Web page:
Until now, the fantasy genre had been a small, unfocused area without any attention from the public. Now, Tolkien all by a sudden changed this. The enormous impact of Tolkien created a demand for more fantasy. Today, almost all fantasy books produced are more or less inspired of influenced by the great Tolkien.
One common denominator in all fantasy literature is that its always set in a different world -- an isolated sphere that doesn't follow the rational principles of our own own. Its these imaginary worlds that are expressed in the fantasy art.
The original function of fantasy art was simply to illustrate the literature. The old generation of fantasy artists all started out as science fiction book illustrators. As with other forms of art, it soon became obvious that also fantasy art would survive and become an art form on its own.
In the last decade or two the western fantasy art has become more and more diverse. The Japanese manga style has influenced many artists.
Finally, fantasy art today is no longer doomed to be a second class book cover art form. The mainstream fantasy industry has accepted science fiction and fantasy and the original canvases of the great fantasy artists are very, very valuable.
A comprehensive encyclopedia of fantasy and science fiction art techniques. First published in 1996, this A-Z features professional tips and step-by-step instructions for a variety of styles, from horror to heroic fantasy and creatures to characterisation. There are entries on all major tools and techniques, such as acrylics, airbrush, animation & computer software, pen & ink and explanations on how to apply each one.
The Encyclopedia of Fantasy This huge volume is the first comprehensive encyclopedia of the fantasy field. Not only does it describe the genre authoritatively, but it redefines it, offering an exciting new analysis of this highly diverse and hugely popular sphere of art. With more than 4,000 entries and over one million words, this volume covers every aspect of fantasy--literature, film, television, opera, art, and comics
The Story of Art by E. H. Gombrich E.H. Gombrich's The Story of Art is one of the best introductory books on the history of art available today. The combination of Gombrich's insight into various art movements (particularly his discussion of Impressionism and Cubism) and the inclusion of many quality reproductions make this book exceptional.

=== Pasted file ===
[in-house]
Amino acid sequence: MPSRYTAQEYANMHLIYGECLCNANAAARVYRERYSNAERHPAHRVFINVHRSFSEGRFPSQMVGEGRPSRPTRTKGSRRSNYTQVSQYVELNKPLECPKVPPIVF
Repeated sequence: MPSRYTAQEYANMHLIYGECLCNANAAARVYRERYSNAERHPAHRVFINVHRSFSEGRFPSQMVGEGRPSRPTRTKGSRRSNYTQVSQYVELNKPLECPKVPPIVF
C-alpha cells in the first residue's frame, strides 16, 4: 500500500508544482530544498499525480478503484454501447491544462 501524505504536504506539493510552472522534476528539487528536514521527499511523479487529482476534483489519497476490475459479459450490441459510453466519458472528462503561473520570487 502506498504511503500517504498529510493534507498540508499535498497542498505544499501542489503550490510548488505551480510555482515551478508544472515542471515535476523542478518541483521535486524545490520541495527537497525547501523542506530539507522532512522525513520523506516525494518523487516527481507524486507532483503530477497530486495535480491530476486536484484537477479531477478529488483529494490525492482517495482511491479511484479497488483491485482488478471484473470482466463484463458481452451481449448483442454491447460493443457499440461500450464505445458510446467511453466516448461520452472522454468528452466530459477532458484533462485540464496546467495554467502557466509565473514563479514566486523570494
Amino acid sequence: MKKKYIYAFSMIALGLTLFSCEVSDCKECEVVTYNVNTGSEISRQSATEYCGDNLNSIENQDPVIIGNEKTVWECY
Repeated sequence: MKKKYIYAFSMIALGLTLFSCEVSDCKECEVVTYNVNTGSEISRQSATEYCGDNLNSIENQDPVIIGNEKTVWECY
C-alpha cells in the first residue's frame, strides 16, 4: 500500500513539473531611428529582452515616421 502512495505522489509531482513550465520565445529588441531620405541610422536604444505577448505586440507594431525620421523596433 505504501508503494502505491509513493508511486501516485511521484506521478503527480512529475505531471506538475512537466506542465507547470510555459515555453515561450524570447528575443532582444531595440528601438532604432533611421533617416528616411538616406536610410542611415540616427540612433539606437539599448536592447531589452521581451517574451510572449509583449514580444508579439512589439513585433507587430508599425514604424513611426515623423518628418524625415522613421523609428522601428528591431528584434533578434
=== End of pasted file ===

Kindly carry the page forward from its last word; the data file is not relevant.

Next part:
J.R.R. Tolkien : The Hobbit and the Complete Lord of the Rings As far as i'm concerned this is THE work other Fantasy writers have to measure up to. Even though the story in terms of action and plot turns is a little bit outdated; the first thing you have to remember is the year it was written. Those were different times and there were other factors and circumstances that might have influenced the author.
Realms of Tolkien : Images of Middle-Earth With over a dozen artists, this book provides a great diversity in the way Tolkien's works are visualized. From the intense detail of Alan Lee and Ted Nasmith to the graceful brush strokes of Cor Blok, this book is a must-have!
Tack så jättemycket! Du har räddat mitt svenska betyg!
6 Mar 2004
Most of the cave paintings consist of larger hunted animals and 'abstract' signs, there are a few antropoform creatures, but these are believed to be depicting either shamans dressed as animals or the visions these shamans received during trance. Of course this is difficult to proof, but if we compare with modern day shamans we see a lot of similarities. And as far as I know there aren't any dragon or lizard-like cavepaintings! Oh, and radiocarbon-dating of an artifact is, if possible, used alongside other dating to get the most likely date. Archaeologists aren't stupid! Sorry for all this blabla, anyway, I liked the article!
7 Mar 2004
Wow this is a wonderful essay with lots of incite into things I'm sure many fans of fantasy art don't know and I love your artwork. Though I've been writing an essay on the art of Myth and Legend within the subject of Fantasy art and I just thought i aught to mention that the AltaMira Caves are not actually situated within France. I'm told its in Northern Spain. Good job though and keep dishing out that fantastic artwork.
17 Aug 2004
Adam S. Winfield
Tolkien is indeed the father of what fantasy has become today. I didn't know that was how long he spent making this world of his own (which he bacically did). And believe it or not that is the first picture i have seen of him! Thanks for sharing this information!
22 Nov 2004
That's the first picture I've seen of him, too. It's kind of funny, though. He looks like Bilbo Baggins from the movie, or that he is a character out of his own stories...interesting.
8 Dec 2004
nice article! a little brief, but gives the reader a lot to look into. about the christian themes in tolkien Tracee, did you consider looking at gandalf's death and ressurection? I think you know where I'm going with this.
1 Feb 2005
Was expecting more of an essay on the history of fantasy ART, not a short biography on tolkien. try talking about artists like Boris Velajeo.
1 Mar 2006
I think that you should read a book named Darkesss more than night!
4 Apr 2006
It would have been nice to see at least in small part some mention of the contribution ancient religions have played in fastasy stories and art in history. China, Japan, Ireland, Rome, Germany among many other countries had ancient religions and folk lore that gave birth to many (occasionally in there evolved form) mythical/fantasy creatures and realms that we know today.